Newsletter: IMF economic outlook and lessons learned to fight Coronavirus

Newsletter: IMF economic outlook and lessons learned to fight Coronavirus

Monday, 19 October 2020

Funcas Europe

IMF economic outlook and lessons learned to fight Coronavirus

The IMF is bringing a more positive perspective for 2020 for most advanced economies. Global output would fall by 4.4% compared to 5.2% as anticipated during the summer. Interestingly, the IMF is not broadly embracing austerity as the right answer, as it did 10 years ago. The shock for the eurozone in 2020 is now expected to be 1,9% milder, but the perspective for Spain is not getting any better (the IMF expects a decline of 12,8% GDP.) We hope you enjoy the video.

Analysis of the European Commission’s guidelines on the recovery fund by Miguel Carrión

Note: the risk premium is the interest rate differential with German 10-year bonds.

A lot has been said about the desired content of EU member states’ recovery and resilience plans, and the structural reforms that countries must undertake using the billions from the #NextGenerationEU recovery plan. There is a sense that the fund is a sort of open bar. To the contrary, there is a long list of existing framework documents that national recovery plans must conform to. This was made clear in guidelines issued by the European Commission a month ago, interpreting the draft Recovery and Resilience Facility regulation.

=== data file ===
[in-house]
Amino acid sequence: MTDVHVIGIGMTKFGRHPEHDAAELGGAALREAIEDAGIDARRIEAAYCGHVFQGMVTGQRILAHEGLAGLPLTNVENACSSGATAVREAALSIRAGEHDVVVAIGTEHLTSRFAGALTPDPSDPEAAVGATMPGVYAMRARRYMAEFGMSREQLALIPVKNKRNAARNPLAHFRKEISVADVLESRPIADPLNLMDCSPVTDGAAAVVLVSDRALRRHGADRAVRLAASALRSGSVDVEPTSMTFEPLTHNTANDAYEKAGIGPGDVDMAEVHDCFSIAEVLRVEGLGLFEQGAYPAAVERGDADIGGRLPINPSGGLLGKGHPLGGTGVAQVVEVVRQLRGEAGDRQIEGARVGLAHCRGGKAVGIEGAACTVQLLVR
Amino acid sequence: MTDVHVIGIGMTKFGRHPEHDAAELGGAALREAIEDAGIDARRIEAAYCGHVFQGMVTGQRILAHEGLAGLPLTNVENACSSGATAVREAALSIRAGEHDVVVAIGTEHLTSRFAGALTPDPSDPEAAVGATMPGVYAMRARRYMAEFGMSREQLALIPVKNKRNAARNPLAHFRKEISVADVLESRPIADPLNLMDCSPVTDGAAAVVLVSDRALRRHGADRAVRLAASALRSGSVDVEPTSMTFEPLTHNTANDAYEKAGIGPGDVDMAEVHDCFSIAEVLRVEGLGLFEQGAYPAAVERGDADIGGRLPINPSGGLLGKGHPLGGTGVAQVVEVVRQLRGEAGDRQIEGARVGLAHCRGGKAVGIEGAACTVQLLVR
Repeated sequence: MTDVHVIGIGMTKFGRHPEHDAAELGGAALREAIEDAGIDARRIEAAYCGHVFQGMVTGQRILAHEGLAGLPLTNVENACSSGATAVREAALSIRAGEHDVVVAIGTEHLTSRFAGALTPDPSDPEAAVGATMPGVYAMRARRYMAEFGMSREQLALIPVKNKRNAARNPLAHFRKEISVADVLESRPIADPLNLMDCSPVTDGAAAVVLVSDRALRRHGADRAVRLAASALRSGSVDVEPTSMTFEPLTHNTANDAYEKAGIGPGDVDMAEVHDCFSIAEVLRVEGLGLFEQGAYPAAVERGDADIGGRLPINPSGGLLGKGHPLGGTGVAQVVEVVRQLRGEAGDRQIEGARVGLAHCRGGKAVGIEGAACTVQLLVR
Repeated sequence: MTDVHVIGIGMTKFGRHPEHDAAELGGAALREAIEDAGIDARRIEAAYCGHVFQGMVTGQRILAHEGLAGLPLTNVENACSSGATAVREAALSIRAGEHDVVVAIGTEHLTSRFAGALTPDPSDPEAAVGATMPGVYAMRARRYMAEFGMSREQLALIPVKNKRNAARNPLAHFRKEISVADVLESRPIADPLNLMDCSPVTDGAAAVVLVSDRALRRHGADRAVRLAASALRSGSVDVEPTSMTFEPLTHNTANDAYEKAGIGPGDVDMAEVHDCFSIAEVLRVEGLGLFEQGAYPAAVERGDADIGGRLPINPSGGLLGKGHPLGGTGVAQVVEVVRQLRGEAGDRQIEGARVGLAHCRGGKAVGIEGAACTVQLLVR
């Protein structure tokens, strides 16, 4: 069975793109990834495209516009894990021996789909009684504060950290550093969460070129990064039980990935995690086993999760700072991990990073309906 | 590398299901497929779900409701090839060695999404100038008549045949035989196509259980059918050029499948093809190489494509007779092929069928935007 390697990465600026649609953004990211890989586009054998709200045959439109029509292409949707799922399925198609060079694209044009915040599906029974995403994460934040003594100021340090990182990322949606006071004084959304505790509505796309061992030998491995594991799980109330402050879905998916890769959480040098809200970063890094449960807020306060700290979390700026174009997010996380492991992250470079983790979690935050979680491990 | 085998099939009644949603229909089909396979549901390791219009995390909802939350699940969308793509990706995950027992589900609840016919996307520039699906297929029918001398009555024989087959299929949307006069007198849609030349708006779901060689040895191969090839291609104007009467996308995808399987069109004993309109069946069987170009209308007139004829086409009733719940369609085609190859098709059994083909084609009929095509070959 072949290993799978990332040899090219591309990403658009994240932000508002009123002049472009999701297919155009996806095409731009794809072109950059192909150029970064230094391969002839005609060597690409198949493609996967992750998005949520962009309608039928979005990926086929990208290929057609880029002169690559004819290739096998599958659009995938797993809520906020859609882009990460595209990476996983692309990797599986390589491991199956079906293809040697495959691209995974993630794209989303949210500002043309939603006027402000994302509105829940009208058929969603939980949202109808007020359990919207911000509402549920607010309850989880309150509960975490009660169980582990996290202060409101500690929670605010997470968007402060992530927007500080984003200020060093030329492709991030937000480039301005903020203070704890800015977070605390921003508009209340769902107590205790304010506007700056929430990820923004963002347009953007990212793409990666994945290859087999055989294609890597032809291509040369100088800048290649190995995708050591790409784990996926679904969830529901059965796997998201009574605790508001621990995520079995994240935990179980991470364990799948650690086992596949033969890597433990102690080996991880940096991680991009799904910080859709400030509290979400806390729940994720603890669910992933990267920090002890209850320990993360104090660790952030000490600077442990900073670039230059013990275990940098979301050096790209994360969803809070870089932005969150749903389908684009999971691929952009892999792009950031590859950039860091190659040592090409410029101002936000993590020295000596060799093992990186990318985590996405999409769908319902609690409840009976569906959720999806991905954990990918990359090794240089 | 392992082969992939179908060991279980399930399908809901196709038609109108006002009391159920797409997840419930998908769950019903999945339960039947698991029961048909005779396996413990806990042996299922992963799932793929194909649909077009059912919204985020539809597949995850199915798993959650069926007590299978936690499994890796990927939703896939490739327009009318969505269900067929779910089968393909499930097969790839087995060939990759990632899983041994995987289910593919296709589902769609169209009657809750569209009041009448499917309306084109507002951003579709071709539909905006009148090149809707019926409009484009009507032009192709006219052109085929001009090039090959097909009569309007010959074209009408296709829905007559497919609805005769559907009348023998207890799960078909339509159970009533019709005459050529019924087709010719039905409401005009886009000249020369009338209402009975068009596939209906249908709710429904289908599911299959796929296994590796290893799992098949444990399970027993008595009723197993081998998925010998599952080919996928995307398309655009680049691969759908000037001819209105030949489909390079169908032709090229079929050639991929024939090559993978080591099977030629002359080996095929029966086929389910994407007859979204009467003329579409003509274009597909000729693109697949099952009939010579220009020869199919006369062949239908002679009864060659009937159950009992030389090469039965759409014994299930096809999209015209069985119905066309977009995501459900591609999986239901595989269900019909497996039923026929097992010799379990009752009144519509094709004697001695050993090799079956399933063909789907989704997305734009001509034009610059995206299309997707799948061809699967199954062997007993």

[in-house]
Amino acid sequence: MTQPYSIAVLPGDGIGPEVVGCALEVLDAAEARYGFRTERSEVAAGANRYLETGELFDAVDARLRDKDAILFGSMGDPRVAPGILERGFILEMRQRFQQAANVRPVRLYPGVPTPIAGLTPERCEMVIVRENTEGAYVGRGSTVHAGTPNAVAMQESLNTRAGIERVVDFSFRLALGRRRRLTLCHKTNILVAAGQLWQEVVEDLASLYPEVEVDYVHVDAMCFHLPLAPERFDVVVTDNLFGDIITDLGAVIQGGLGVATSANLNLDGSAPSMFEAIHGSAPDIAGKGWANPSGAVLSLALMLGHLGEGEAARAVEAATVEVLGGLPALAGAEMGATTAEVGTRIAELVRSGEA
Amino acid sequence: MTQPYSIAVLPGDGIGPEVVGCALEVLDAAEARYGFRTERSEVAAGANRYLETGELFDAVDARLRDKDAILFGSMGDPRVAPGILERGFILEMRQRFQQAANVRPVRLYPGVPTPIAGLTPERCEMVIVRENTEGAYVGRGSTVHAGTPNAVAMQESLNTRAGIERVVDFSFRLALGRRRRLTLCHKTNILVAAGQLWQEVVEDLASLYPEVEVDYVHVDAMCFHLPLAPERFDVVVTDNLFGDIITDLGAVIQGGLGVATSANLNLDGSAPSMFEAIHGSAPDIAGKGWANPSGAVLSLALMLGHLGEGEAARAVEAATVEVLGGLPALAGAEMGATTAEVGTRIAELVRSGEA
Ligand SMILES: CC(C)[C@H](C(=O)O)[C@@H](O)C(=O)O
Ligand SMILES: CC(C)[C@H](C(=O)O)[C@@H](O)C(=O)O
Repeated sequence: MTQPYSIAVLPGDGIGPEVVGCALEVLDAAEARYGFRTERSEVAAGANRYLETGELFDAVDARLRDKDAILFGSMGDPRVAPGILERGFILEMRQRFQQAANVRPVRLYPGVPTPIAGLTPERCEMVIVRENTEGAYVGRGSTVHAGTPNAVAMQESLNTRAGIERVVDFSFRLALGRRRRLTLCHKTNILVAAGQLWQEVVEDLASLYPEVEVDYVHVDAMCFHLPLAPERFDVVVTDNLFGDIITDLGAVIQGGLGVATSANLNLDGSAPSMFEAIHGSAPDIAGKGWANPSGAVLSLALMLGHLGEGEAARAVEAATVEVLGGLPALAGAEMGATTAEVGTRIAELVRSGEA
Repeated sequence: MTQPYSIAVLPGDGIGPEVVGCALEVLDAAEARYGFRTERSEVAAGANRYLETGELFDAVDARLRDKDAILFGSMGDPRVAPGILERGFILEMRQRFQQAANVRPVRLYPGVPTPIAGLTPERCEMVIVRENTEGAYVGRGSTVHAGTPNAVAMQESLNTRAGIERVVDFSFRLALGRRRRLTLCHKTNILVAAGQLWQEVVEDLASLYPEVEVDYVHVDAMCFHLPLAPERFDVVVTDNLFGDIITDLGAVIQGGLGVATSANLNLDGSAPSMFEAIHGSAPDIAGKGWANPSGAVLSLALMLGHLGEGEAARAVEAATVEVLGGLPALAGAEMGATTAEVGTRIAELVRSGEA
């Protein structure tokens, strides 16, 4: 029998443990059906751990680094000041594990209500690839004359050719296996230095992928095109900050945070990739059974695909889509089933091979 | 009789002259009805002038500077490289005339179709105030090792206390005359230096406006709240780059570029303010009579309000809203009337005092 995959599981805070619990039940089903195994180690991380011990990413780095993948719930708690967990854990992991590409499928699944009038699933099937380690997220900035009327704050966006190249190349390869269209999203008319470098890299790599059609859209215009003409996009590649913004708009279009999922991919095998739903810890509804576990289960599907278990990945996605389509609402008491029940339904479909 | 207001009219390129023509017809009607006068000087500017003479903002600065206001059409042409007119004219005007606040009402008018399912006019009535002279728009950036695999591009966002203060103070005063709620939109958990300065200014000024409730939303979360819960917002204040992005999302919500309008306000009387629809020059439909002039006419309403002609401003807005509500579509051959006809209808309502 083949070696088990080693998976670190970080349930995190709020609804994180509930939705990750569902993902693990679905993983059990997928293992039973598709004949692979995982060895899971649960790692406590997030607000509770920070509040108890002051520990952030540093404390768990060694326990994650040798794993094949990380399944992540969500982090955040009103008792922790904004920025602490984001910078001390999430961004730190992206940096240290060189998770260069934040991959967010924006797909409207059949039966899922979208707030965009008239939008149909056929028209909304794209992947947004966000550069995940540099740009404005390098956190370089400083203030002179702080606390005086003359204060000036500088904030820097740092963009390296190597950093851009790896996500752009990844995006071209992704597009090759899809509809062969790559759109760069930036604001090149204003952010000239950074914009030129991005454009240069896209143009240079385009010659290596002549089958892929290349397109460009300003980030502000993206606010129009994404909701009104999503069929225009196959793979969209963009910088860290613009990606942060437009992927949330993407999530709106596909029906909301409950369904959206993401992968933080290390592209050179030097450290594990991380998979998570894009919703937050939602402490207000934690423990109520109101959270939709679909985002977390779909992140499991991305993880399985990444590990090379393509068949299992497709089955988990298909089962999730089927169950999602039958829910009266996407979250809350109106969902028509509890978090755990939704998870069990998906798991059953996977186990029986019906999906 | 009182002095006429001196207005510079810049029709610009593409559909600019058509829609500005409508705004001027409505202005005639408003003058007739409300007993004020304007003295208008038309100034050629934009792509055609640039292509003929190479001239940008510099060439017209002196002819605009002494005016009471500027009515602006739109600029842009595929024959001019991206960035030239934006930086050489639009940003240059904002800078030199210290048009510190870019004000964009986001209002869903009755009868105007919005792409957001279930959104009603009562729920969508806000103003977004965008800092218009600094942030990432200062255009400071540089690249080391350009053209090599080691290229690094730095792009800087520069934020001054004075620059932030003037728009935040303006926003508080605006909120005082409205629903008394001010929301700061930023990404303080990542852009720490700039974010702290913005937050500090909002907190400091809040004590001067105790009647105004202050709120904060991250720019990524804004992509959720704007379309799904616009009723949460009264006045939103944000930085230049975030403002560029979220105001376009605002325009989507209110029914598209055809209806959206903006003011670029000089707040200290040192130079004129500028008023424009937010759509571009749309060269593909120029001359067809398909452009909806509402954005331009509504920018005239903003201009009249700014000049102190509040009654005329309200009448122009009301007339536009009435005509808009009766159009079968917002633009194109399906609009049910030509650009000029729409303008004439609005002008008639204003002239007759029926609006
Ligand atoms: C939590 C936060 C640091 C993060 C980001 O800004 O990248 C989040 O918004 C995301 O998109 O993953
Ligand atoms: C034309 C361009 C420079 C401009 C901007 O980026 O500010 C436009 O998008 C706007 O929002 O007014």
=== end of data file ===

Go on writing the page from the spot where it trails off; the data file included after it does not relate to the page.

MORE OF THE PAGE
However, approval of this regulation is bogged down by budget negotiations in the Council and Parliament. Lacking a legal basis, therefore, the plans submitted to the commission last week can only be informal drafts. The Commission hopes the recovery plan and the multiannual financial framework will be approved soon, and encourages the member states to prepare final recovery plans for official submission by the end of the year.

Because of the tight calendar for drafting recovery and resilience plans, we expect member states mostly to accelerate their existing national energy and climate plans, and to accompany this by reforms addressing country-specific recommendations pending from the past two years. They will then need to address any gaps in their coverage of the seven flagship policies contained in the Commission’s Annual Sustainable Growth Strategy, also issued last month. Therefore, there will be limited space remaining for governments to include favourite investments or structural reforms. These must also further some of the four general goals of the EU’s recovery plan: cohesion, resilience, Covid-19 mitigation, and sustainable growth and job creation.

Access here Miguel Carrion’s full article.

What we are reading

Global economy: The week that austerity was officially buried 
Good read to complement this week’s video-talk. The IMF and World Bank are urging richer countries to spend their way out of the pandemic, although some developing nations face cuts. Countries that were unable to control their outbreaks have tended to suffer the most economic pain.

Lockdown vs Economic Growth? 
“No, control the virus and your economy does better”, explains Ian Bremmer commenting on a very worthy FT graphic.

Brexit and COVID are a toxic mixt
The second wave of COVID-19 is arriving just before the UK leaves the single market. The pandemic will make it harder for the economy to adjust to Brexit.

What should Europe expect from American trade policy after the election?
If Biden wins, a return to the EU – US free trade talks is unlikely, argue Uri Dadush and Guntram B. Wolff. However, there would be areas of EU / US cooperation, not least about World Trade Organization reform.

Have a nice week!

Raymond Torres
Funcas Europe Director


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